I am a PGR based in Leeds at the University of Leeds working with Dr Ruza Ivanovic, investigating abrupt climate and sea level change in the last deglaciation. I previously completed my Masters by Research in Climate and Atmospheric Science at the University of Leeds.
2019 – 2020: Masters by Research in Climate and Atmospheric Science at the University of Leeds, UK
2015 – 2019: Bachelor of Arts in Mathematics at Saint Leo University, USA
I am interested in paleoclimate modelling with specific interest in the last deglaciation, abrupt climate change triggers, and climate dynamic changes surrounding abrupt events.
Abrupt climate and sea level change
- Ruza Ivanovic
- Lauren Gregoire
- Sam Sherriff-Tadano
Panorama NERC DTP, 2021
The last deglaciation is a period consisting of largescale ice sheet melt, rising summer solar insolation, increasing greenhouse gas concentrations, and warming surface air temperatures. This relatively smooth transition from the Last Glacial Maximum is also accompanied by well-documented abrupt events such as Heinrich Stadial 1, Meltwater Pulse 1a, the Bølling Warming, and the Younger Dryas. However, despite the ability to identify these events in temperature proxy records, precisely how these events occurred, what triggered them, and if they are linked is still debated.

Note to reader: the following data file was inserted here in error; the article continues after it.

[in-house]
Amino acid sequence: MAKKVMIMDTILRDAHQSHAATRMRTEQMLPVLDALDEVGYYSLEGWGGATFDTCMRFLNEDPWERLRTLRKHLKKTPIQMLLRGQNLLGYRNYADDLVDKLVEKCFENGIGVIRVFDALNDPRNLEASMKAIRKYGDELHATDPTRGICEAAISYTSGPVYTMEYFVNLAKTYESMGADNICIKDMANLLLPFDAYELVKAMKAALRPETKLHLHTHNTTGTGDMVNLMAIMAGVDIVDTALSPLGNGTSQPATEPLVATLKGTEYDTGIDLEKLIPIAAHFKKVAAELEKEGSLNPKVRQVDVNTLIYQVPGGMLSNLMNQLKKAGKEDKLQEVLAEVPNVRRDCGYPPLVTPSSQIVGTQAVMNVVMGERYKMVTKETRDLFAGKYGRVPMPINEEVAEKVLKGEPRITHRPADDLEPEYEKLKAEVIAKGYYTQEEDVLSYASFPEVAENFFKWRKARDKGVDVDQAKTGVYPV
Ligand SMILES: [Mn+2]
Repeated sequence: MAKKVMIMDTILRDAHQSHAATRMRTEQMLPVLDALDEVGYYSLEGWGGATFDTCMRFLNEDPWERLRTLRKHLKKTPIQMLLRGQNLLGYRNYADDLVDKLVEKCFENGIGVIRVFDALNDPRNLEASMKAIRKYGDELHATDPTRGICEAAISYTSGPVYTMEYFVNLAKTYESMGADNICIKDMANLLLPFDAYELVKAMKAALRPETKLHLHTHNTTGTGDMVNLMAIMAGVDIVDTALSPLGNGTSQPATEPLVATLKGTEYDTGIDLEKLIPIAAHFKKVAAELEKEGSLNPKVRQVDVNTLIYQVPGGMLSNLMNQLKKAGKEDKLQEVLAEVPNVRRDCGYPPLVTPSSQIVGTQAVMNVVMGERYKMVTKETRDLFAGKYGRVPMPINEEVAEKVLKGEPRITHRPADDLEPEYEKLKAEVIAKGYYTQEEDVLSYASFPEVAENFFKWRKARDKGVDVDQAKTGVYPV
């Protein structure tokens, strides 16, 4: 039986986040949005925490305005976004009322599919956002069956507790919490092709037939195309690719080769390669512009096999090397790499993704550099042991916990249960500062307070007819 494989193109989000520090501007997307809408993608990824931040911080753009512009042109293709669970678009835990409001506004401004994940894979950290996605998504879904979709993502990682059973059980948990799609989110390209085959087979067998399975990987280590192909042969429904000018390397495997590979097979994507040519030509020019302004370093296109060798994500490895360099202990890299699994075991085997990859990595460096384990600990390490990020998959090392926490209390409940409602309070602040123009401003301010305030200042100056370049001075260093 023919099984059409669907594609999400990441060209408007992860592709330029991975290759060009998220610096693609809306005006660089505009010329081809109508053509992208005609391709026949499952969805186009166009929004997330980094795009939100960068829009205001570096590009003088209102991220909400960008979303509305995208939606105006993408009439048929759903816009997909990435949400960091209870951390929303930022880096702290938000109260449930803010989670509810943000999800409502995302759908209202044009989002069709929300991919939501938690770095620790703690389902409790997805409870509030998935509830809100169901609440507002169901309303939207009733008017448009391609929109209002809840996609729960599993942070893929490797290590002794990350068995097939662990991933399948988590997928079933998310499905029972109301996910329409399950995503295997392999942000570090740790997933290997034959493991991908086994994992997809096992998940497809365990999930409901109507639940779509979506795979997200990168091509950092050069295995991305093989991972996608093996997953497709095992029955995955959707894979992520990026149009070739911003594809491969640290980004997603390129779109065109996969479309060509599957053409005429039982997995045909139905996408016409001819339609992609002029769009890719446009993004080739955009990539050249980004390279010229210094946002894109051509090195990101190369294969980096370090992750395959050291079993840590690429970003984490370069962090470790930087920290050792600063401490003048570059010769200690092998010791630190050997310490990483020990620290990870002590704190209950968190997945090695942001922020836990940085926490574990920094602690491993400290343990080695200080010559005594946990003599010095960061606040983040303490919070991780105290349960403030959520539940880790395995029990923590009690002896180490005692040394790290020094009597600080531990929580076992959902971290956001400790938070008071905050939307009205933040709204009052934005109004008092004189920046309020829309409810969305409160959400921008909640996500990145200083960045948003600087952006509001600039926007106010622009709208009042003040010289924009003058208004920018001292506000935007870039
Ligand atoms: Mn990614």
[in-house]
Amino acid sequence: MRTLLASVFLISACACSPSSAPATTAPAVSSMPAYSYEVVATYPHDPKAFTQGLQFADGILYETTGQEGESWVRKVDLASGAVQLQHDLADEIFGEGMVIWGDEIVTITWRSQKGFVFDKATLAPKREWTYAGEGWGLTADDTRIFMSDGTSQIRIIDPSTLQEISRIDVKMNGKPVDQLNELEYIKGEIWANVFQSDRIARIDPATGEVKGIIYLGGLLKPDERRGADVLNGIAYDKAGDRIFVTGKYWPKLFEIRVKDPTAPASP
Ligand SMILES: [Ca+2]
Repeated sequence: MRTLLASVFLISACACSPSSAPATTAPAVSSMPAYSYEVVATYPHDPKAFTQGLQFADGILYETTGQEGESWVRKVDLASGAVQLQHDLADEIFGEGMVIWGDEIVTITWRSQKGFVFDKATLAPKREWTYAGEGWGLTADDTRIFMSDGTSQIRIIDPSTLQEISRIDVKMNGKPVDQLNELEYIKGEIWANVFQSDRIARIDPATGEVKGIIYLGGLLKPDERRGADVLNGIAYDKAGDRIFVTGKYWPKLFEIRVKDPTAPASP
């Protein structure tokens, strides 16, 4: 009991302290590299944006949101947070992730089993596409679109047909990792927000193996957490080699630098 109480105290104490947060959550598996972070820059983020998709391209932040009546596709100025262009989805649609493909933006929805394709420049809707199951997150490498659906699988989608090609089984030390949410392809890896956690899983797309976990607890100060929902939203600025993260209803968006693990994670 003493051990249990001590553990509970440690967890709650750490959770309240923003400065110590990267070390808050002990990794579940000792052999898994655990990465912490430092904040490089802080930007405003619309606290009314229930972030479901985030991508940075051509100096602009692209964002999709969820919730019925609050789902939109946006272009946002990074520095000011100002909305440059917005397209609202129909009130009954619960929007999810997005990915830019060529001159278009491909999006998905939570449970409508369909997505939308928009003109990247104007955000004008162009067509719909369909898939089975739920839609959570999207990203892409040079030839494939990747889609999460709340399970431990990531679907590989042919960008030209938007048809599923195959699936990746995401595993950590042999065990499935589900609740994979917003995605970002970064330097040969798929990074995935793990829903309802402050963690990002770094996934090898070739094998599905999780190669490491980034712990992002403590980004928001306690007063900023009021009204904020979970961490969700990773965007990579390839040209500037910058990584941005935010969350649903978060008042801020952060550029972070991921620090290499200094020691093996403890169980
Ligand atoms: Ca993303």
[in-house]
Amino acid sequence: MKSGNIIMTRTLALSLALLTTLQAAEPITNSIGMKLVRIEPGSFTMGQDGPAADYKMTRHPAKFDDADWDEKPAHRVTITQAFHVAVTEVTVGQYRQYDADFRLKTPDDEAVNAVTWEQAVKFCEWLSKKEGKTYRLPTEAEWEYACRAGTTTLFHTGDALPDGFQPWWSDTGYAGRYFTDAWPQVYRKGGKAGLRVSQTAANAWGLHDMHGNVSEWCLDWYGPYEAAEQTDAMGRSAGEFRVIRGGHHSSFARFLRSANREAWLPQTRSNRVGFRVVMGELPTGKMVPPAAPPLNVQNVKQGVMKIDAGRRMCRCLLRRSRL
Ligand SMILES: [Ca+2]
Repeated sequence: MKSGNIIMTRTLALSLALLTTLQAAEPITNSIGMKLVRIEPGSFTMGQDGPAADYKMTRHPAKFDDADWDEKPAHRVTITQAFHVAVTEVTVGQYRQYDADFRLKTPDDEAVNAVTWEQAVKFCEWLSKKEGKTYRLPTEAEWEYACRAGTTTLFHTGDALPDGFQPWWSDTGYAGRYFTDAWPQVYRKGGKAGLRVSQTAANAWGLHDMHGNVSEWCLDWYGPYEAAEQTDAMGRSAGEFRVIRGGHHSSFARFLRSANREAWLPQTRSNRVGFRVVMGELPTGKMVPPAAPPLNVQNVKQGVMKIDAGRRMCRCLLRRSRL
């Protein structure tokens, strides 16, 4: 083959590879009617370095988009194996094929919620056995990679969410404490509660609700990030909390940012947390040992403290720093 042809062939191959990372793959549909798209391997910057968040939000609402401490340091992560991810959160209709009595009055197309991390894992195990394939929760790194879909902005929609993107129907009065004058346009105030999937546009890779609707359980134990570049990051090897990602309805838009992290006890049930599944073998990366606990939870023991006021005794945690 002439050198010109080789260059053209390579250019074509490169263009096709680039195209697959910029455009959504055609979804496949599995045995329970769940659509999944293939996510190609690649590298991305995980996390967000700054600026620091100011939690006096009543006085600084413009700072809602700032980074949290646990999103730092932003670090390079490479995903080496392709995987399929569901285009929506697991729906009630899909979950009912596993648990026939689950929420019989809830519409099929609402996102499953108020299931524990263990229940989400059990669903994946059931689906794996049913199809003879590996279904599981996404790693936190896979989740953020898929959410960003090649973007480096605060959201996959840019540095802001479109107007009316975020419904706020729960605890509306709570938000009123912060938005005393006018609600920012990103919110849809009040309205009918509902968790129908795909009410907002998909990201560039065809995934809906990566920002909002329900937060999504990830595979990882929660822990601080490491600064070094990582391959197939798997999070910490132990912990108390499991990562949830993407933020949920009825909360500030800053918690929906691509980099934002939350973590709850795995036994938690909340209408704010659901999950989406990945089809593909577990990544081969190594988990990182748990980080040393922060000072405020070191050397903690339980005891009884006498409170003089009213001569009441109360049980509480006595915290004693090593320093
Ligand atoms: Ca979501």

Regardless of the disagreement on the causal mechanisms of these events, the importance of understanding how these events transpired to predict their potential reoccurrence is widely agreed upon.
My PhD project will provide critical insight into the abrupt climate changes through analysis of complex numerical earth system models, comparisons to observational data, and establishment of links between climate feedbacks and their outcomes. Comparing results of multiple models as well as observational data will assist with not only evaluating model performance but also verifying or refuting previous explanations for the events, laying a foundation for testing and building new hypotheses.
These conclusions will be beneficial not only towards those piecing together the past but also to the understanding of potential catastrophic future events, especially in light of current climate change.